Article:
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No. 75 Squadron
David Gillis 1969
Ray Fairfield 1970
Rodger Kelly 1970s
|Pilot Sgt David
Stuart Brown, 401489 (POW, executed May 26, 1942) South Yarra, VIC
Force Landed April 11, 1942
Built by Curtiss in Buffalo, New York. Constructors Number 16524. Delivered to the U.S. Army Air Force (USAAF) as P-40E Warhawk serial number 41-5532. Disassembled and shipped overseas to Australia and reassembled.
During March 1942 assigned to the Royal Australian Air Force (RAAF) as P-40E Kittyhawk serial number A29-38. Assigned to No. 76 Squadron, but instead allocated to No. 75 Squadron. No known nickname or nose art. During early April 1942 flown from Garbutt Field at Townsville northward to 7-Mile Drome near Port Moresby.
On April 11, 1942 took off from 7-Mile Drome near Port Moresby piloted by Sgt David Stuart Brown on a fighter sweep over Lae. Over the north coast of New Guinea, intercepted by A6M2 Zeros and force landed or ditched into shallow water near the beach at Kwong Point on Salamaua.
Brown survived the landing unhurt but was immediately captured by the Japanese and became a Prisoner Of War (POW) and was transported to Lae then Rabaul for interrogation. On May 26, 1942 he was last seen alive by two American POWs Sanger E. Reed and Theron K. Lutz from B-26 40-1400 on the wharf at Rabaul. Brown was separated from them and never seen again. In fact, he was executed on Matupi Island and his remains were buried in a mass grave.
Recovery of Remains
During May to June 1947, Brown's remains were recovered from a mass grave on Matupi Island by S/L Keith Rundle. In 1950 he was identified and laid to rest at Bita Paka War Cemetery at grave H. C. 8.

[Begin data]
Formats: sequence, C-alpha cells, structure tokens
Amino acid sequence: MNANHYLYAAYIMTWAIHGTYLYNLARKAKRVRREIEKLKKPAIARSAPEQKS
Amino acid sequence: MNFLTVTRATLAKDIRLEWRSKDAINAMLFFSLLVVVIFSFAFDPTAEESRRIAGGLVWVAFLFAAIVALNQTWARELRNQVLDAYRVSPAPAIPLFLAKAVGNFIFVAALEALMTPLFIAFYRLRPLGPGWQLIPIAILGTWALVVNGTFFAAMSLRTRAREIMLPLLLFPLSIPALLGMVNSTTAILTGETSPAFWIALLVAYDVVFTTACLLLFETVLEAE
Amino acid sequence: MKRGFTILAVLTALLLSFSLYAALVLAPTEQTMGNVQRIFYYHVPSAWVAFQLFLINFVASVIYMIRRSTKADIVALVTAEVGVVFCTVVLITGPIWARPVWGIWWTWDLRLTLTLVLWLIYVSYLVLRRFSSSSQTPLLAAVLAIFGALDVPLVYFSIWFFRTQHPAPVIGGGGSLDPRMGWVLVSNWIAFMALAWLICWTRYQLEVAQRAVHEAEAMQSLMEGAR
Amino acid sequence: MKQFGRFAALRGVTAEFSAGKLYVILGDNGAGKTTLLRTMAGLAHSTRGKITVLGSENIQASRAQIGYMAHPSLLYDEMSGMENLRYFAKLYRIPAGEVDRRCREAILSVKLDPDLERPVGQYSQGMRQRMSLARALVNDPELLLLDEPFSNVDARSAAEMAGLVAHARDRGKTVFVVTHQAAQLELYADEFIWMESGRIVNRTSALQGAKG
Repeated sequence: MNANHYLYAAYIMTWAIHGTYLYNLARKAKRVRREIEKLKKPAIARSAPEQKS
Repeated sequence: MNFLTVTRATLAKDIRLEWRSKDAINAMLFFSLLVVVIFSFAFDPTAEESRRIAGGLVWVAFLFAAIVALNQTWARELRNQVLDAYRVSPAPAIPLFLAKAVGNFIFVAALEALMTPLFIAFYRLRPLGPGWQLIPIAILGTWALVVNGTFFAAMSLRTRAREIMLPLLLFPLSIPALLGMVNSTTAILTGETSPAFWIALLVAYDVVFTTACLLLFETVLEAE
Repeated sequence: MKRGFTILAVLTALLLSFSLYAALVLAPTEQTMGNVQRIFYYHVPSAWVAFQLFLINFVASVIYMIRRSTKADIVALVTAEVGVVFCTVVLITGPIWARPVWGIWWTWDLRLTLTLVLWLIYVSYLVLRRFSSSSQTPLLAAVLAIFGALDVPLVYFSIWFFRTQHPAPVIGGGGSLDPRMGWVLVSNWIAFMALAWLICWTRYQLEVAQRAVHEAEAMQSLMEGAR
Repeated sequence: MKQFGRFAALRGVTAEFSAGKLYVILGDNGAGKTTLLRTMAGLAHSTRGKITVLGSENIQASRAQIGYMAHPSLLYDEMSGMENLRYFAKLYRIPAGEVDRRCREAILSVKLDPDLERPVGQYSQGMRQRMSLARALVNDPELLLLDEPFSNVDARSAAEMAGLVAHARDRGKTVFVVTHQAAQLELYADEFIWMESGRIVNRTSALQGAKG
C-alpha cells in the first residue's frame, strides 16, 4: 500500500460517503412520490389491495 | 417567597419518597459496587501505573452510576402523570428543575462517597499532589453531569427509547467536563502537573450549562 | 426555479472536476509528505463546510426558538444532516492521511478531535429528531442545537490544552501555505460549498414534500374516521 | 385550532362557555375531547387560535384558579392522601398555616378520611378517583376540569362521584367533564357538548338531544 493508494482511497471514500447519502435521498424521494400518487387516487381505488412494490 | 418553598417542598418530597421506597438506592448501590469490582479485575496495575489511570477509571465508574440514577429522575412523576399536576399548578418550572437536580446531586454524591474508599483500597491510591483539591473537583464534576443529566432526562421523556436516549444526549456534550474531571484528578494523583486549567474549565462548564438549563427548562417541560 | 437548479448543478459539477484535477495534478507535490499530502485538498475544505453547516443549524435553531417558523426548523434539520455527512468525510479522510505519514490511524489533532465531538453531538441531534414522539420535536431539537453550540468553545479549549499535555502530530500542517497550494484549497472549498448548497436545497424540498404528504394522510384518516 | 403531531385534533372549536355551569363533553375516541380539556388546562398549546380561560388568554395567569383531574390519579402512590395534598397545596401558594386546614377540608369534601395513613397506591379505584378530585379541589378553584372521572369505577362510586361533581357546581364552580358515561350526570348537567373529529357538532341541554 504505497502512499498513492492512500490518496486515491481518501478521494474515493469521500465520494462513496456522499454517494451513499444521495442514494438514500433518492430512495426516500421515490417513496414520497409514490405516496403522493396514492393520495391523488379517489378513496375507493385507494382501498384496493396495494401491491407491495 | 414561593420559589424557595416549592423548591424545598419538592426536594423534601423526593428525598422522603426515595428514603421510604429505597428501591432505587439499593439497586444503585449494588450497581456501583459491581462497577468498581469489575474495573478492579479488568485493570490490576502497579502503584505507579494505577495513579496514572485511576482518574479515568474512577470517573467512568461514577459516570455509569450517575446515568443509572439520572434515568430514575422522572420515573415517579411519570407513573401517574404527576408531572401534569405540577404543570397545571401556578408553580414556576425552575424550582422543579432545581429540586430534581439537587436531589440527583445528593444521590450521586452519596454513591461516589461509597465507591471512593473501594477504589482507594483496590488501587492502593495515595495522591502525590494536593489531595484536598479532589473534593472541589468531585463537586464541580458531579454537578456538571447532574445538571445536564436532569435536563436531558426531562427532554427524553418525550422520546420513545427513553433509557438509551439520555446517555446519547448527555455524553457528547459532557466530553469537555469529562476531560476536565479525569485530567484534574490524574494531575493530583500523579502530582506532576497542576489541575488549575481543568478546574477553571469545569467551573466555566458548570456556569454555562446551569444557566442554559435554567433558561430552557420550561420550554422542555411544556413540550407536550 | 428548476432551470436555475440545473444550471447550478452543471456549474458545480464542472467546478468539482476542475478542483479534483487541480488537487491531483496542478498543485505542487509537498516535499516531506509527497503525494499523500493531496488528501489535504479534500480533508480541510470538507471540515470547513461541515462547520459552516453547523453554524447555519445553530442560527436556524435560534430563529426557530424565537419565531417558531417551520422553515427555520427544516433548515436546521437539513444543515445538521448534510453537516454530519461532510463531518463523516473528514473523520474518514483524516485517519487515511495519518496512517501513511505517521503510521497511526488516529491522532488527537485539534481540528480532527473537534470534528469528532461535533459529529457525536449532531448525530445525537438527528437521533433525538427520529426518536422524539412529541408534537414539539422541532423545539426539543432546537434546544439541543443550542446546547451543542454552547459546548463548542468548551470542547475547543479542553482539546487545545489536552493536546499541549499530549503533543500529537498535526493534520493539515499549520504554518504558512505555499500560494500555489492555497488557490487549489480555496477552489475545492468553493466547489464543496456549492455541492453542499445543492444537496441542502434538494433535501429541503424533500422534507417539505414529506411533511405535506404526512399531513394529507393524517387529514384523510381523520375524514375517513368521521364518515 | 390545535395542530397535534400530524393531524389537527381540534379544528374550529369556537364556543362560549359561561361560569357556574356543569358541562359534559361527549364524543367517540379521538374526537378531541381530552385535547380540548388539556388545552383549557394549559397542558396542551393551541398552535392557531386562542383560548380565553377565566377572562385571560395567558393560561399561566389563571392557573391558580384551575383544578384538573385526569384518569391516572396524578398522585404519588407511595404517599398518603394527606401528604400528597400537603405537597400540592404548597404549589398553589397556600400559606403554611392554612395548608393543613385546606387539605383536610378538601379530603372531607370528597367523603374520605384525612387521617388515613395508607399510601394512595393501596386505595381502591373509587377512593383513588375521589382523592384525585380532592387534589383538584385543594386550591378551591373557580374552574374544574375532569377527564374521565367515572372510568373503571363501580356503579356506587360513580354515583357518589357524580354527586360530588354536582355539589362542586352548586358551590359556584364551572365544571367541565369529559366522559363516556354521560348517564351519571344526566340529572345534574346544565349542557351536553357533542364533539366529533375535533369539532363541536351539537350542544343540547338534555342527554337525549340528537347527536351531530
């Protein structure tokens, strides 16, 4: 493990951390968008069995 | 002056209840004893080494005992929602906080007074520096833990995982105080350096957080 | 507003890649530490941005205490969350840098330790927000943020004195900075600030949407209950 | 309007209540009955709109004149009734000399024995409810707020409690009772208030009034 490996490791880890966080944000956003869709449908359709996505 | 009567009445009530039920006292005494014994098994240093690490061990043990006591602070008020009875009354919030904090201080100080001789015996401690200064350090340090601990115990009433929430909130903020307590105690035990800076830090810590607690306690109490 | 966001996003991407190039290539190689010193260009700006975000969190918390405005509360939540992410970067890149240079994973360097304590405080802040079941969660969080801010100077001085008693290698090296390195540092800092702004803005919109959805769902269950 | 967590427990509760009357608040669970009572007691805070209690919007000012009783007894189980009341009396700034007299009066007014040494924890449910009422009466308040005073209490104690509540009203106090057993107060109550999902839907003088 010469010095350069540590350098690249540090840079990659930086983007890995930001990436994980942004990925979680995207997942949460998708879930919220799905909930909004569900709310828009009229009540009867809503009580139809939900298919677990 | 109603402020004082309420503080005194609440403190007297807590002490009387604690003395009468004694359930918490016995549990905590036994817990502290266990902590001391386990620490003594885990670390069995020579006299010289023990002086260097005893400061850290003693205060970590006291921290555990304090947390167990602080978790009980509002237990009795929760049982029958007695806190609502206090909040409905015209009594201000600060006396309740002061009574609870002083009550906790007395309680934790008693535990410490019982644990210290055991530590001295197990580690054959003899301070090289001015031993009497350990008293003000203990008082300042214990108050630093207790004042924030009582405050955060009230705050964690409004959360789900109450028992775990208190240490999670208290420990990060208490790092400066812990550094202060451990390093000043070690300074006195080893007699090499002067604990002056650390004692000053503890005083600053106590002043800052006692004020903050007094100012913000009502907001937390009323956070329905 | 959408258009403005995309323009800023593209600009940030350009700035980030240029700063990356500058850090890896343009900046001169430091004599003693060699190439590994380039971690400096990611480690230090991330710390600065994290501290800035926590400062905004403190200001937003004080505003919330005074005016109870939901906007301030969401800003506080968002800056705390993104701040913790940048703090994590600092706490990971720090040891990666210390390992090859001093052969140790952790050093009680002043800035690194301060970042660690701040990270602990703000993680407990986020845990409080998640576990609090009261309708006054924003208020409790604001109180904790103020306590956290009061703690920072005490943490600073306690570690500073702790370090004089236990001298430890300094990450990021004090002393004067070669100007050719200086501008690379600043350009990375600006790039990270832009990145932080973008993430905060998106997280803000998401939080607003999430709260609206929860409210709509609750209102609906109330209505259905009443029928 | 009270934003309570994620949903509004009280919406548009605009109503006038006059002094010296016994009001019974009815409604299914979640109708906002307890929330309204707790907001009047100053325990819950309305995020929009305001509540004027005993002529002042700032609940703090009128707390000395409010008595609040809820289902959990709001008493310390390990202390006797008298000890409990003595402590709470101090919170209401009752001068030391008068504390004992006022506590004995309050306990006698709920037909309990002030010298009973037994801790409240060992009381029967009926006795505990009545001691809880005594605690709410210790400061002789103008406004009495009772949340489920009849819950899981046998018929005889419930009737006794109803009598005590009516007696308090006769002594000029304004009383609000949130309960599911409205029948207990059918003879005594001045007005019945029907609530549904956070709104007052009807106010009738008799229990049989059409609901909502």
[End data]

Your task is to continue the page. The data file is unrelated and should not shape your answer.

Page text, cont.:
After the force landing, the Japanese moved his P-40 onto the shore during an attempted salvage. Until middle 1980s, this aircraft remained in situ, including the engine and propeller.
Rod Pearce recalls:
"I remember playing on this wreck as a child, and an elderly man witnessed it land. According to him, locals assisted the Japanese to move it closer to shore. I heard two different stories about it. One, that it landed wheels down on the tidal flat, and the Japanese pulled it up onto the beach, because there was a road behind it. Another story was the plane landed wheels down, and the Japanese jacked the wheels down and moved it to the beach to salvage it. By the middle 1960s the machine guns were removed."
Steven Mundt adds:
"I visited Salamaua in the fall of 1986, and this aircraft was still on the beach."
During the late 1980s, Ian Whitney salvaged this aircraft by moving it onto a pontoon and planed to tow it to Lae. The pontoon overturned in the Huon Gulf and the wreckage sank into a depth of roughly 600'.
Richard Leahy adds:
"I recall being informed that it was in fact an RAAF plane, and about its removal and loss. It looked to be a total wreck. Do not know why anyone would bother removing it."
Brown was officially declared dead on May 26, 1942. In 1950 he was permanently buried at Rabaul (Bita Paka) War Cemetery at H. C. 8. His epitaph reads: "Greater love hath no man than this that he lay down his life."
WW2 Nominal Roll - David Stuart Brown
USAF Serial Number Search Results - P-40E Warhawk 41-5532
"5532 to RAAF as A29-38 Mar 1942. Shot down over Lae [sic], New Guinea 3/27/1942 [sic]. Pilot KIA [sic, executed]."
ADF Serials - P-40E A29-38
CWGC - David Stuart Brown
FindAGrave - Sergeant David Stuart Brown (grave photo)
The Siege of Rabaul (1996) by Henry Sakaida page 93 (Rabaul's Military Prisoners - Brown)
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August 8, 2021
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